Sunday, April 18, 2010

Trip to Lake Atitlan in Guatemala

Sometimes the random choices we feel like we have made for no real reason, suddenly line up to bring us to something really good in our life. Lake Atitlan in Guatemala proved to be that way for me. I had never heard of it, never really had any interest in Central America at all. But. . .

My Dad had died too young, from esophageal cancer, and my Mom was trying to find her way to independence so when she said she really wanted to go, help build houses in Santiago on Atitlan, but was afraid to go alone, and wanted to take our family along. I couldn't imagine telling her "No."

I had travelled to Europe, and lived in China, but other than a trip cross the border at Niagara Falls and Tijuana, my Mom had never been out of the United States.

And After I said "Yes" things happened quickly. So it was that my Mom, my Younger brother, Lance (who has Down's syndrome and a true enthusiasm for Life) and my boys (Just finishing 2nd and 3rd grade) and I, found ourselves on a blue lake in the center of perfect, inverted V, Volcanoes, Speeding across the open water, and gliding silently through a tunnel of bulrushes, to the shores of a town which immediately took root in our hearts.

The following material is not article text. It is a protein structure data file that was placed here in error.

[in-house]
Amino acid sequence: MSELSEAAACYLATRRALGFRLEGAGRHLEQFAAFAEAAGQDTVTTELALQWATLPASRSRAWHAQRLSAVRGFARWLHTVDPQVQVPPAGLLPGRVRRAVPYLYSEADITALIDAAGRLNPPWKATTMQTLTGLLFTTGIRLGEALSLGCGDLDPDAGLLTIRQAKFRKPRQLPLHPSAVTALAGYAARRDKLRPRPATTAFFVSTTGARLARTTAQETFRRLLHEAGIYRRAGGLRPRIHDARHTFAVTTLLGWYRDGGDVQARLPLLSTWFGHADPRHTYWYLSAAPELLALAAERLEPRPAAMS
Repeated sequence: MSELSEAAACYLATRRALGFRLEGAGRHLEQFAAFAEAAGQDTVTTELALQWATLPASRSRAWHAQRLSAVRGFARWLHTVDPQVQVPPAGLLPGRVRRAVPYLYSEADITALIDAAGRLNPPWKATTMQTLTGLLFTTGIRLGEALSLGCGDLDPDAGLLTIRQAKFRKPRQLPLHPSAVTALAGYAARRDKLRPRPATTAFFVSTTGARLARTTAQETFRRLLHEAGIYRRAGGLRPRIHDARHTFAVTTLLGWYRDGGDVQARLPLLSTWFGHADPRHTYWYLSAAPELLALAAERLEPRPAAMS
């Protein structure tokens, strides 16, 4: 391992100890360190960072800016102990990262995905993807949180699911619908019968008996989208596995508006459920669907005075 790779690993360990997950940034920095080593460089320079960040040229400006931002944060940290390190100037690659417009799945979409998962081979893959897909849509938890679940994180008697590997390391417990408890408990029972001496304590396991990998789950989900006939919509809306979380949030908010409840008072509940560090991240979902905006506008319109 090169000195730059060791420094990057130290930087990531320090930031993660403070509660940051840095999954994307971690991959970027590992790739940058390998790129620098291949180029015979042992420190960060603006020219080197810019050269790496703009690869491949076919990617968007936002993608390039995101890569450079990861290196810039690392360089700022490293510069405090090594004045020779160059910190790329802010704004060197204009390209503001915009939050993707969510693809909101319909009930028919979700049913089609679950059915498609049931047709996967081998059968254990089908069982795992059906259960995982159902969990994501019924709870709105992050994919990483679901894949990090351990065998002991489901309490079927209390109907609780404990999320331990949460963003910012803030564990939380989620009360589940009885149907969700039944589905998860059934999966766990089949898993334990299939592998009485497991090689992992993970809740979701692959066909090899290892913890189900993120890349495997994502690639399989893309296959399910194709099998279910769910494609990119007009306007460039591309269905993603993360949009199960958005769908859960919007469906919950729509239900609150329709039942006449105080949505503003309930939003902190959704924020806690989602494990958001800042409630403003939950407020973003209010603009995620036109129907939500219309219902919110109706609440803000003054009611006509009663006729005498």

The beauty of the setting, lush with fruit trees and surrounded by Mountain and Lake and Sky, did nothing to hide the poverty of the people, or the sparkle of laughter in their eyes in spite of it. Learning about the history of the Maya people who lived there, and their independence in surviving and winning in the face of an army determined to subdue them was fascinating and impressive.

Learning more because of traveling with children. My kids made us less threatening and allowed them to approach us. The language barrier didn't matter in games of soccer on a dusty street or playing blind man's bluff. We were rich compared to them, but they soon stopped trying to ell us their beautiful beadwork and hand woven wonders, and offered us the greater gift of friendship.